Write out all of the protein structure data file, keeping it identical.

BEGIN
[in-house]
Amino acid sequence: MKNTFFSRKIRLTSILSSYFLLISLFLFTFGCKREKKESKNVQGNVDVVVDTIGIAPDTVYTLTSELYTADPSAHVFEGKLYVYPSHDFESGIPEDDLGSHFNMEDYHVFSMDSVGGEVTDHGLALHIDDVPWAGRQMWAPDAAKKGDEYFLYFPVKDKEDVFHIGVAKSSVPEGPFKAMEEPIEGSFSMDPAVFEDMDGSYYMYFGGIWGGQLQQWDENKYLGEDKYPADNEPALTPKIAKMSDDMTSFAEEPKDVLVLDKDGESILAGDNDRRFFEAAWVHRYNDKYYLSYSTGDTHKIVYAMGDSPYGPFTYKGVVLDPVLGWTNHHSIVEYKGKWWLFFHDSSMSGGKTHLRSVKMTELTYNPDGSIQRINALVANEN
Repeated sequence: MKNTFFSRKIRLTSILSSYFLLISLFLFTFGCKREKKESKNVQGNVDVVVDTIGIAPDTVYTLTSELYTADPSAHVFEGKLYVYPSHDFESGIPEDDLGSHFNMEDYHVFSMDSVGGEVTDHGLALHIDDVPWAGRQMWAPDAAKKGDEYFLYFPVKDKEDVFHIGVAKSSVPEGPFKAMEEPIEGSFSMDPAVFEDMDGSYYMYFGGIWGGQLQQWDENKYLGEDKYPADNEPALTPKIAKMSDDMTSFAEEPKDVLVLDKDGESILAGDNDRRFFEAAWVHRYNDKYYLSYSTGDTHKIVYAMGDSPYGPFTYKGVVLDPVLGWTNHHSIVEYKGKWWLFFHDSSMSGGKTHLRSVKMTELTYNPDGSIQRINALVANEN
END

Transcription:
[in-house]
Amino acid sequence: MKNTFFSRKIRLTSILSSYFLLISLFLFTFGCKREKKESKNVQGNVDVVVDTIGIAPDTVYTLTSELYTADPSAHVFEGKLYVYPSHDFESGIPEDDLGSHFNMEDYHVFSMDSVGGEVTDHGLALHIDDVPWAGRQMWAPDAAKKGDEYFLYFPVKDKEDVFHIGVAKSSVPEGPFKAMEEPIEGSFSMDPAVFEDMDGSYYMYFGGIWGGQLQQWDENKYLGEDKYPADNEPALTPKIAKMSDDMTSFAEEPKDVLVLDKDGESILAGDNDRRFFEAAWVHRYNDKYYLSYSTGDTHKIVYAMGDSPYGPFTYKGVVLDPVLGWTNHHSIVEYKGKWWLFFHDSSMSGGKTHLRSVKMTELTYNPDGSIQRINALVANEN
Repeated sequence: MKNTFFSRKIRLTSILSSYFLLISLFLFTFGCKREKKESKNVQGNVDVVVDTIGIAPDTVYTLTSELYTADPSAHVFEGKLYVYPSHDFESGIPEDDLGSHFNMEDYHVFSMDSVGGEVTDHGLALHIDDVPWAGRQMWAPDAAKKGDEYFLYFPVKDKEDVFHIGVAKSSVPEGPFKAMEEPIEGSFSMDPAVFEDMDGSYYMYFGGIWGGQLQQWDENKYLGEDKYPADNEPALTPKIAKMSDDMTSFAEEPKDVLVLDKDGESILAGDNDRRFFEAAWVHRYNDKYYLSYSTGDTHKIVYAMGDSPYGPFTYKGVVLDPVLGWTNHHSIVEYKGKWWLFFHDSSMSGGKTHLRSVKMTELTYNPDGSIQRINALVANEN